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Wildlife conservation and animal welfare: two sides of the same coin?

Published online by Cambridge University Press:  01 January 2023

PC Paquet*
Box 150, Meacham, SK S0K 2V0, Canada Faculty of Environmental Design, University of Calgary, Calgary, Alberta T2N 1N4, Canada Raincoast Conservation Foundation, PO Box 77, Denny Island, British Columbia V0T 1B0, Canada
CT Darimont
Raincoast Conservation Foundation, PO Box 77, Denny Island, British Columbia V0T 1B0, Canada Environmental Studies Department, 405 ISB, 1156 High Street, University of California, Santa Cruz, California 95064, USA
* Contact for correspondence and requests for reprints:


Human activities deprive wild animals of their life requisites by destroying or impoverishing their surroundings, causing suffering of individuals. Yet, the notion that animal welfare applies to wildlife has escaped many animal welfarists and conservationists. A well-accepted and applied ethical foundation for animal conservation that considers animal welfare is lacking. We address this by examining how worldviews of conservationists and animal welfarists are related. The clear conceptual link is that individuals within anthropogenically disturbed populations often endure suffering caused by humans. Accordingly, our objectives are to provide an overview of wildlife conservation, integrate ethical aspects of wildlife conservation and animal welfare, and encourage a ‘wildlife welfare’ ethic among conservationists. We describe the relationship between contemporary socioeconomic and environmental conditions and the impoverished status of North American wildlife. We then describe the ecological plight of large mammalian carnivores in North America. Finally, as a case study, we focus on the tenuous lives of grey wolves (Canis lupus) living in the midst of human-dominated landscapes. We conclude that the suffering wildlife endures because of humans is a collective responsibility that presents a moral imperative for animal welfarists and conservationists alike. Habitat destruction and impoverishment deprives species of life requisites, causing trauma, prolonged suffering, and eventually death. We suggest that a shared doctrine of animal welfare principles is needed, such as a modified version of the internationally recognised Five Freedoms. In essence, this would be an ethical affirmation for conservationists and animal welfarists.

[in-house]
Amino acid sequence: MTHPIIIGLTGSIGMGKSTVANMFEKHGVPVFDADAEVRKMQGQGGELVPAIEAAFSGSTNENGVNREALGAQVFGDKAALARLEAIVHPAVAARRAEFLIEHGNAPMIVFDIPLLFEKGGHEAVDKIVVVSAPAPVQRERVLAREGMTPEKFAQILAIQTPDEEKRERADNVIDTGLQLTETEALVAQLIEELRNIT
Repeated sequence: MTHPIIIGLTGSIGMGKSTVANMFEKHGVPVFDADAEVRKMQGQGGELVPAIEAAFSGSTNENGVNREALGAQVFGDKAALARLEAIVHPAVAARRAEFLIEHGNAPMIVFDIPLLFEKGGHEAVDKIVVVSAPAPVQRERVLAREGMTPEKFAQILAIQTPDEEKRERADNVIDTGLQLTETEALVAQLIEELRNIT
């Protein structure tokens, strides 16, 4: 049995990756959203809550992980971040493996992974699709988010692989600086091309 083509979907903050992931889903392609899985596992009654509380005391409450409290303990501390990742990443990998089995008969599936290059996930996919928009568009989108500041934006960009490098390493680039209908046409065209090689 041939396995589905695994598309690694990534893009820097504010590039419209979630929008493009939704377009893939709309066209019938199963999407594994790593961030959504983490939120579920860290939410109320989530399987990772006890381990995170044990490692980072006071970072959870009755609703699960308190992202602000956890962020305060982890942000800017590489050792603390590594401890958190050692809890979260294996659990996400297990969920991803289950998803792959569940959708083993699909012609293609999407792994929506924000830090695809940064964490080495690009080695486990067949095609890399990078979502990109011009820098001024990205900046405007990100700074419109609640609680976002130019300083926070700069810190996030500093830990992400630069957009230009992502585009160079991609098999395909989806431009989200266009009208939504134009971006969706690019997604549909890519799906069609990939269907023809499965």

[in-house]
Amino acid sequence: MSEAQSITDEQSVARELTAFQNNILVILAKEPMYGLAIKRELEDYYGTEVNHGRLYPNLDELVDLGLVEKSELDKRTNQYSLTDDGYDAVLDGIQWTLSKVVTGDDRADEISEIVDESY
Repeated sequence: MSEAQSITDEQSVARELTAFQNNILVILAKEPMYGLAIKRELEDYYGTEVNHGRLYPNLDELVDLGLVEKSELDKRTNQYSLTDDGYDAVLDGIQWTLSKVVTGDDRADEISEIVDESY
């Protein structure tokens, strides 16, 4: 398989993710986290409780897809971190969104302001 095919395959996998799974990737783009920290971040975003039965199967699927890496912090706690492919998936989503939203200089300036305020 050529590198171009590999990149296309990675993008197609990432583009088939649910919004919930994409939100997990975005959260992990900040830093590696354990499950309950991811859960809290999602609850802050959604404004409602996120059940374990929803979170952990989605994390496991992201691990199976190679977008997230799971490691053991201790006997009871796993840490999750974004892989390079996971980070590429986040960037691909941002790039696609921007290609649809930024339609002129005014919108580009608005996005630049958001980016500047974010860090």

Research Article
© 2010 Universities Federation for Animal Welfare

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